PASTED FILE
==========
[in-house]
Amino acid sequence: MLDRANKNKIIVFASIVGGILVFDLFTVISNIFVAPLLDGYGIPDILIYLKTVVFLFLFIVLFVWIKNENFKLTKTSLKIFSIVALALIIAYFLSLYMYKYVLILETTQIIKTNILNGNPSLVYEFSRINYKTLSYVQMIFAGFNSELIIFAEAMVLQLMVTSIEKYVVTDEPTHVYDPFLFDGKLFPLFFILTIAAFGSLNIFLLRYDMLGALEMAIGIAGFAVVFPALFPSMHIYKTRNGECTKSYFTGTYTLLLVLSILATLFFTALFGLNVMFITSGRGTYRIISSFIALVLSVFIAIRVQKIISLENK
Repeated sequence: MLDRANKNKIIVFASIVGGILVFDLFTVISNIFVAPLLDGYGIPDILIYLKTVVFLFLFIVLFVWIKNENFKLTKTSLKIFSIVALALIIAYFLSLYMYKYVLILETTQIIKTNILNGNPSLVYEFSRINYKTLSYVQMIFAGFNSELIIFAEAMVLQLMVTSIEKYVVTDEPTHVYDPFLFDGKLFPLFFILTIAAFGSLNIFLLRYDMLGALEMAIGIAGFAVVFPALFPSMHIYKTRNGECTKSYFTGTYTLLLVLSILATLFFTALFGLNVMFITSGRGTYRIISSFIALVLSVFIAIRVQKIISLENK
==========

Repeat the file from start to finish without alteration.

[in-house]
Amino acid sequence: MLDRANKNKIIVFASIVGGILVFDLFTVISNIFVAPLLDGYGIPDILIYLKTVVFLFLFIVLFVWIKNENFKLTKTSLKIFSIVALALIIAYFLSLYMYKYVLILETTQIIKTNILNGNPSLVYEFSRINYKTLSYVQMIFAGFNSELIIFAEAMVLQLMVTSIEKYVVTDEPTHVYDPFLFDGKLFPLFFILTIAAFGSLNIFLLRYDMLGALEMAIGIAGFAVVFPALFPSMHIYKTRNGECTKSYFTGTYTLLLVLSILATLFFTALFGLNVMFITSGRGTYRIISSFIALVLSVFIAIRVQKIISLENK
Repeated sequence: MLDRANKNKIIVFASIVGGILVFDLFTVISNIFVAPLLDGYGIPDILIYLKTVVFLFLFIVLFVWIKNENFKLTKTSLKIFSIVALALIIAYFLSLYMYKYVLILETTQIIKTNILNGNPSLVYEFSRINYKTLSYVQMIFAGFNSELIIFAEAMVLQLMVTSIEKYVVTDEPTHVYDPFLFDGKLFPLFFILTIAAFGSLNIFLLRYDMLGALEMAIGIAGFAVVFPALFPSMHIYKTRNGECTKSYFTGTYTLLLVLSILATLFFTALFGLNVMFITSGRGTYRIISSFIALVLSVFIAIRVQKIISLENK